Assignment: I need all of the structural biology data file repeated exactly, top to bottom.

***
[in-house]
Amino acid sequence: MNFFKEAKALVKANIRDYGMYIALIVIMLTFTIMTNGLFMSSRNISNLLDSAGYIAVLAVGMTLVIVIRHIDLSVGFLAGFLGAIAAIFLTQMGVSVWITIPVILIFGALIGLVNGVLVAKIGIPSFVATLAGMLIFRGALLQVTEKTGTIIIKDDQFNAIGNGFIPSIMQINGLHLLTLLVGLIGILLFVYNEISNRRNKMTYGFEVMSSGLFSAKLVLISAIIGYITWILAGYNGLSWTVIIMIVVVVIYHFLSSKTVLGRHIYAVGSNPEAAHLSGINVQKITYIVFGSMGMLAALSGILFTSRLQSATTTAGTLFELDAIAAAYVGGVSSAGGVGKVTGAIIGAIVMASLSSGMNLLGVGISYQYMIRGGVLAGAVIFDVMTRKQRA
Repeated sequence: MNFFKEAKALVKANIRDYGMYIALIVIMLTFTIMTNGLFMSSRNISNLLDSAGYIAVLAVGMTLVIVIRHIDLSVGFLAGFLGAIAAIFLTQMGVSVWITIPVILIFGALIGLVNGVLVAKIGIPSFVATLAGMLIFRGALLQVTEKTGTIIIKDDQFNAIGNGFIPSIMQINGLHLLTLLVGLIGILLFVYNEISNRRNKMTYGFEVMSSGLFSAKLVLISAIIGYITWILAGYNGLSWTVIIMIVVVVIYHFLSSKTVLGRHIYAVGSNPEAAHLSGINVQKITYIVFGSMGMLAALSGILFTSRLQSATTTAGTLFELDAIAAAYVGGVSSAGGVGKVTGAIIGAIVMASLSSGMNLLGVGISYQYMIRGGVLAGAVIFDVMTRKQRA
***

[in-house]
Amino acid sequence: MNFFKEAKALVKANIRDYGMYIALIVIMLTFTIMTNGLFMSSRNISNLLDSAGYIAVLAVGMTLVIVIRHIDLSVGFLAGFLGAIAAIFLTQMGVSVWITIPVILIFGALIGLVNGVLVAKIGIPSFVATLAGMLIFRGALLQVTEKTGTIIIKDDQFNAIGNGFIPSIMQINGLHLLTLLVGLIGILLFVYNEISNRRNKMTYGFEVMSSGLFSAKLVLISAIIGYITWILAGYNGLSWTVIIMIVVVVIYHFLSSKTVLGRHIYAVGSNPEAAHLSGINVQKITYIVFGSMGMLAALSGILFTSRLQSATTTAGTLFELDAIAAAYVGGVSSAGGVGKVTGAIIGAIVMASLSSGMNLLGVGISYQYMIRGGVLAGAVIFDVMTRKQRA
Repeated sequence: MNFFKEAKALVKANIRDYGMYIALIVIMLTFTIMTNGLFMSSRNISNLLDSAGYIAVLAVGMTLVIVIRHIDLSVGFLAGFLGAIAAIFLTQMGVSVWITIPVILIFGALIGLVNGVLVAKIGIPSFVATLAGMLIFRGALLQVTEKTGTIIIKDDQFNAIGNGFIPSIMQINGLHLLTLLVGLIGILLFVYNEISNRRNKMTYGFEVMSSGLFSAKLVLISAIIGYITWILAGYNGLSWTVIIMIVVVVIYHFLSSKTVLGRHIYAVGSNPEAAHLSGINVQKITYIVFGSMGMLAALSGILFTSRLQSATTTAGTLFELDAIAAAYVGGVSSAGGVGKVTGAIIGAIVMASLSSGMNLLGVGISYQYMIRGGVLAGAVIFDVMTRKQRA